Now, you talked about recomp, resistance training not only will stave off the loss of fat-free mass often but you can actually recomp. Recomp means you can gain muscle while losing fat. There are two primary factors, and I'll leave out...so, there's three, the elephant in the room is anabolic-steroid use. So, if you're taking anabolic steroids, yeah, you can have serious recomp. But putting that aside, that's probably not your audience or most of the people listening here. The two primary factors are, number one, "How much weight do you have to lose?" So, the more weight you have to lose, the easier it is to recomp. Also, how long have you been training? So, someone who has a lot of years of experience of training, that's closer to their genetic ceiling, will have a more difficult time recomping.
Now, by the way, so, if you have a lot of body fat to lose and you're just starting out, you can do serious recomp, I see this all the time. Not only anecdotally have I seen this in clients but we have controlled experiments run through our lab where I see this all the time, and individual subjects that we have. You cannot, however, maximize muscle mass while you are losing fat, so, this is important. If your goal is to go into, let's say, a mass-gaining cycle where you want to...let's say, bodybuilders do this or strength athletes, and your goal is to maximize muscle development, you're at the very minimum going to need to be at maintenance, and generally you're going to need to be in a small surplus where you're going to gain a little bit, at least some amount of fat.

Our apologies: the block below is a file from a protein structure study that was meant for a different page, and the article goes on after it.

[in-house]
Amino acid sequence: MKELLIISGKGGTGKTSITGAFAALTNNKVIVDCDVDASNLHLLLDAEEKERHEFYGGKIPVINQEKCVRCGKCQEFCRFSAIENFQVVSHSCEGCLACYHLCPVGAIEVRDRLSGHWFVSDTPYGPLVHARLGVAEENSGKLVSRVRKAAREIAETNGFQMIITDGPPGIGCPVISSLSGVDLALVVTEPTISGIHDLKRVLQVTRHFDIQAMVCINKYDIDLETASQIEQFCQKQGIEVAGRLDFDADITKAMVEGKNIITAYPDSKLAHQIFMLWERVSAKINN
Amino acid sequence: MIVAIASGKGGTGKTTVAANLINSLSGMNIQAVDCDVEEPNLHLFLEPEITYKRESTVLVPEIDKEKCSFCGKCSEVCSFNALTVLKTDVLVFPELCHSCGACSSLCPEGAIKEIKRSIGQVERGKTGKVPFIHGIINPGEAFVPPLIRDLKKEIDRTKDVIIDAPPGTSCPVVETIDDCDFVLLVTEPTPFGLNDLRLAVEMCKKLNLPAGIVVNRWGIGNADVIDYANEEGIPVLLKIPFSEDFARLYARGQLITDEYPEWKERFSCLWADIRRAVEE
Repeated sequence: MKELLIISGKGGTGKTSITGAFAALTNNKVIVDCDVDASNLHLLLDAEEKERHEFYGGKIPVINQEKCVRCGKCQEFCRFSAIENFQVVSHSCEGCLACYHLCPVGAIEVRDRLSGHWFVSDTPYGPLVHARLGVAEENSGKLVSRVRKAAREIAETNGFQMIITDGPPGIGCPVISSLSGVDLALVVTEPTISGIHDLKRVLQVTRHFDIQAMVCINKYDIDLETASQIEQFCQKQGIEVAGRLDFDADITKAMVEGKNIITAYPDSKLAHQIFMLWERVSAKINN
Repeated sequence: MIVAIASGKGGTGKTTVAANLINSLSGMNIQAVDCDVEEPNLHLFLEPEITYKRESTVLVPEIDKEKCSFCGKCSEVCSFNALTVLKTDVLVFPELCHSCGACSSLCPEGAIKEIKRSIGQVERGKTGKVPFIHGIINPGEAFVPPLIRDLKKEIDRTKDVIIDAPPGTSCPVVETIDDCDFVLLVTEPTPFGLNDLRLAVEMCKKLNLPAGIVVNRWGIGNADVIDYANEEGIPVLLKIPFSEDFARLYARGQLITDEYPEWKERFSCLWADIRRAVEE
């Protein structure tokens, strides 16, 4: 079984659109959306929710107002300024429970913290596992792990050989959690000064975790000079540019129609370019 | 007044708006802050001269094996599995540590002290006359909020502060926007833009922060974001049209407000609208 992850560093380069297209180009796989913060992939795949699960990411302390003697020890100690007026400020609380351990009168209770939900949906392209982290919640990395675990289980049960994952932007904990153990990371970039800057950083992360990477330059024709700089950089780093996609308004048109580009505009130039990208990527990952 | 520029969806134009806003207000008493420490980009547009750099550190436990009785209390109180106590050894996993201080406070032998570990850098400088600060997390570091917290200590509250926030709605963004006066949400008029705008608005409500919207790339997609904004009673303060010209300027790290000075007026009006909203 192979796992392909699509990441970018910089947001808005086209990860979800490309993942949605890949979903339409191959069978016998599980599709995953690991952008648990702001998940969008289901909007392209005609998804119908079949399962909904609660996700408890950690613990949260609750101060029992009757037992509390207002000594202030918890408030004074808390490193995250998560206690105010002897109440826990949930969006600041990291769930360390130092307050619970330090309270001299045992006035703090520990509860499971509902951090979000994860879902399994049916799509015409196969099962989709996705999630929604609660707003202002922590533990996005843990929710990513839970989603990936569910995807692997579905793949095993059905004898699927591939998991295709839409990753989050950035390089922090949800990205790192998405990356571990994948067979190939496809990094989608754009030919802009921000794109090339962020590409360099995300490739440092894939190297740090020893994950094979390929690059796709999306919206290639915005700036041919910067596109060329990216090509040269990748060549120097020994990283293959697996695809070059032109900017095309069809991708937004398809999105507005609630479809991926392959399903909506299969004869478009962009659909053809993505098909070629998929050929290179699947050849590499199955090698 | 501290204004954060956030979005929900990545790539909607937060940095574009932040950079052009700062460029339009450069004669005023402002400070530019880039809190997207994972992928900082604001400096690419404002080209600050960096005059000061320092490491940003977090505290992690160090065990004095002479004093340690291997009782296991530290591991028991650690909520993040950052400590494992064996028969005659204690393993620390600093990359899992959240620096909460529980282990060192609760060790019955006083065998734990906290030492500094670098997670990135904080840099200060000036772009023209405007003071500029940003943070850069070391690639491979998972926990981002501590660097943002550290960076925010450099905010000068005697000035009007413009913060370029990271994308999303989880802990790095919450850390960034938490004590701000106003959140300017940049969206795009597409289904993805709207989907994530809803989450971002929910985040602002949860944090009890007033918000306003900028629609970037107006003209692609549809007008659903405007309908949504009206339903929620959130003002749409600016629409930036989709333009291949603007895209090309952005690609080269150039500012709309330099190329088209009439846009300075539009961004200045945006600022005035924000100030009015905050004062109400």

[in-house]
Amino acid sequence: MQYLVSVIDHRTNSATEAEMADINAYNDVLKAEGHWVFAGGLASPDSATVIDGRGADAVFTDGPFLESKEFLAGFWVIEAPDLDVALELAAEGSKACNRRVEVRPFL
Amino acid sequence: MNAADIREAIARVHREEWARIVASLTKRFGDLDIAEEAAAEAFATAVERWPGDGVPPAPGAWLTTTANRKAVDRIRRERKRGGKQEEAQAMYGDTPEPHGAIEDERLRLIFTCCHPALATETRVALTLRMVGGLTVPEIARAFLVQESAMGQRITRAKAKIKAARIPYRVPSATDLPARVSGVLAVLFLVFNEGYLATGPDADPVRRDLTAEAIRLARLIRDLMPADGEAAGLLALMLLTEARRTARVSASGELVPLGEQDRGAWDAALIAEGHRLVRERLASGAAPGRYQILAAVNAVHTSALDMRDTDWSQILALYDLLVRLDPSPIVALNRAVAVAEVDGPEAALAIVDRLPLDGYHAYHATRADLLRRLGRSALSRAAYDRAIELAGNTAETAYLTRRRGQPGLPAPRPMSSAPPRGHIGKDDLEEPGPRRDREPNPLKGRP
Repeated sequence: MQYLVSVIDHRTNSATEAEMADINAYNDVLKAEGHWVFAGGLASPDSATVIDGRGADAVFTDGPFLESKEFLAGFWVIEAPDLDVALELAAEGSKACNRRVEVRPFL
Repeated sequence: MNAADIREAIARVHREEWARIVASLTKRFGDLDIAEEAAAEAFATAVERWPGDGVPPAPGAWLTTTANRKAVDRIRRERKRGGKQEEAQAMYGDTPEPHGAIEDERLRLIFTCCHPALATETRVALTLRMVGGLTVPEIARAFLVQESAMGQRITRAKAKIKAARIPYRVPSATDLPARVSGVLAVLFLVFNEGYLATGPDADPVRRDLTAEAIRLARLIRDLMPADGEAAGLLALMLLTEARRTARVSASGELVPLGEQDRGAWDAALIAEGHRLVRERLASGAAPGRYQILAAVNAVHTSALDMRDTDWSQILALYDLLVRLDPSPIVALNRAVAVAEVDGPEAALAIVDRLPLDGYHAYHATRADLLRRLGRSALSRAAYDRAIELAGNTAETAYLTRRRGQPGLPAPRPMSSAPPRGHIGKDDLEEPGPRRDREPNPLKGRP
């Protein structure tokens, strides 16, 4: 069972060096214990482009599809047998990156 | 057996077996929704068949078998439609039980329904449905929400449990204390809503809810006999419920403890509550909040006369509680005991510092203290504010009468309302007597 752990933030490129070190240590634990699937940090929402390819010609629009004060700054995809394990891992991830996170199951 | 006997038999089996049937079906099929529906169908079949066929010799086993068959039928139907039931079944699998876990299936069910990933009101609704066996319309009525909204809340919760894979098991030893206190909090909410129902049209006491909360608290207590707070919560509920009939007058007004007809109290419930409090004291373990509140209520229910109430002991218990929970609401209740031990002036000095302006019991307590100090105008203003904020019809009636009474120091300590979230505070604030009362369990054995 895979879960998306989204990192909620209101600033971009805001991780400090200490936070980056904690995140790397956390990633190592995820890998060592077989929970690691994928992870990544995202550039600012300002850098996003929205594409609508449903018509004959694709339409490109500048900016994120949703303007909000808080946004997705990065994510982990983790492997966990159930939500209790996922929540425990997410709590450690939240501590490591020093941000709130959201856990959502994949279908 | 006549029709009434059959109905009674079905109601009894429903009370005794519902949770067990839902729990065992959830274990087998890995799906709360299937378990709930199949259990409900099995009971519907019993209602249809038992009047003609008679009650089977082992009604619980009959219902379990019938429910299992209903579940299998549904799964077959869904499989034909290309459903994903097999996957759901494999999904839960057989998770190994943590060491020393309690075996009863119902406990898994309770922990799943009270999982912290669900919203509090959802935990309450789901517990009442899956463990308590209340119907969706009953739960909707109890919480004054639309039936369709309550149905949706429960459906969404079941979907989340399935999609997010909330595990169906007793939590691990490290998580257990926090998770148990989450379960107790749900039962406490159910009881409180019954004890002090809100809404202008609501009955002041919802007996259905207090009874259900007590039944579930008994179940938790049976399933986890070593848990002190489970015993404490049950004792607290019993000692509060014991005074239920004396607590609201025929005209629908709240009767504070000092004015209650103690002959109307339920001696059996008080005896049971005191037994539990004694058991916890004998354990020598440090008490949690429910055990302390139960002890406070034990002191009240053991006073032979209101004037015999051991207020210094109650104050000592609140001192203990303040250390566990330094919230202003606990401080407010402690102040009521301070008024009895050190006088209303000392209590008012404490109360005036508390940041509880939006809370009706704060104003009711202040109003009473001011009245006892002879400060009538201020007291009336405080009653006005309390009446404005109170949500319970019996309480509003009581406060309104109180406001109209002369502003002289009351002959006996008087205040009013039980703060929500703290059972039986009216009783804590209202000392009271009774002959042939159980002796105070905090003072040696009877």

Dr. Patrick: Okay. Boy, this is fantastic information, it's sinking all in. So, if you are in a caloric deficit, and this kind of brings us into the dietary-protein-requirements world a little bit, if you are in a caloric deficit but you are...and we should probably talk about what the protein requirements are, but, let's say, you are getting sufficient protein intake, daily protein intake, to prevent your body from pulling protein out of your muscle, basically, can you not lose the lean mass or muscle mass? Let's say you're not doing resistance training but you are just getting the protein in, say, you're doing aerobic but you're still in the caloric deficit but you're getting protein...
Dr. Schoenfeld: And not lifting weights?
Dr. Patrick: You're not lifting weights.
Dr. Schoenfeld: So, the answer is it will help to preserve some lean mass but you'll still, no matter what, if you are not lifting weights, I mean, this has been shown again over and over in research, you will lose...well, I want to at least...I always hate to talk in absolutes because if you're very obese where you just have, let's say, you're 100 pounds overweight, you can lose fat without losing muscle because you just have so much fat to lose that the body is going to pull from the fat storage, but I'm talking when you're starting to get down into, you know, people who're just, quote unquote, "overweight," you're going to lose muscle if you do not resistance train. Now, I want to point out though, even if you're lifting weights, if you are getting insufficient protein, you're going to leach some muscle. So, you need to still take in sufficient protein. And there's actually evidence that you need more protein than what has been shown for people at maintenance or above to maintain muscle or even to gain it, slightly, when you're in a caloric deficit. So, that actually increases protein needs, to some extent.